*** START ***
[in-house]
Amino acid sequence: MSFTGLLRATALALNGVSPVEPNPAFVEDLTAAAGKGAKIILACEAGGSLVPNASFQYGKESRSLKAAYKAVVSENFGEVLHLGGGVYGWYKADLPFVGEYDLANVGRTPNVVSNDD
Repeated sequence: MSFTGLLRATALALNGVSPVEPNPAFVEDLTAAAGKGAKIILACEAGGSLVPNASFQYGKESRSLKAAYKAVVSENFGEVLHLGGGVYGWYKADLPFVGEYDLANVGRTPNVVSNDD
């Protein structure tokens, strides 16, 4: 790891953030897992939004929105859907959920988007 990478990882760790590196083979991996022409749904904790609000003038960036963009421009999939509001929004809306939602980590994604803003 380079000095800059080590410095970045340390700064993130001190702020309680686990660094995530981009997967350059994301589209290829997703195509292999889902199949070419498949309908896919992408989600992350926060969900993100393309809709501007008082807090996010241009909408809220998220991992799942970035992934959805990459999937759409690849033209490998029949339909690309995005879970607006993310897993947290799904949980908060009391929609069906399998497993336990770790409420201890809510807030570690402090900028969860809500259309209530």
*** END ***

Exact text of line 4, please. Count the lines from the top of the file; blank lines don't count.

């Protein structure tokens, strides 16, 4: 790891953030897992939004929105859907959920988007 990478990882760790590196083979991996022409749904904790609000003038960036963009421009999939509001929004809306939602980590994604803003 380079000095800059080590410095970045340390700064993130001190702020309680686990660094995530981009997967350059994301589209290829997703195509292999889902199949070419498949309908896919992408989600992350926060969900993100393309809709501007008082807090996010241009909408809220998220991992799942970035992934959805990459999937759409690849033209490998029949339909690309995005879970607006993310897993947290799904949980908060009391929609069906399998497993336990770790409420201890809510807030570690402090900028969860809500259309209530």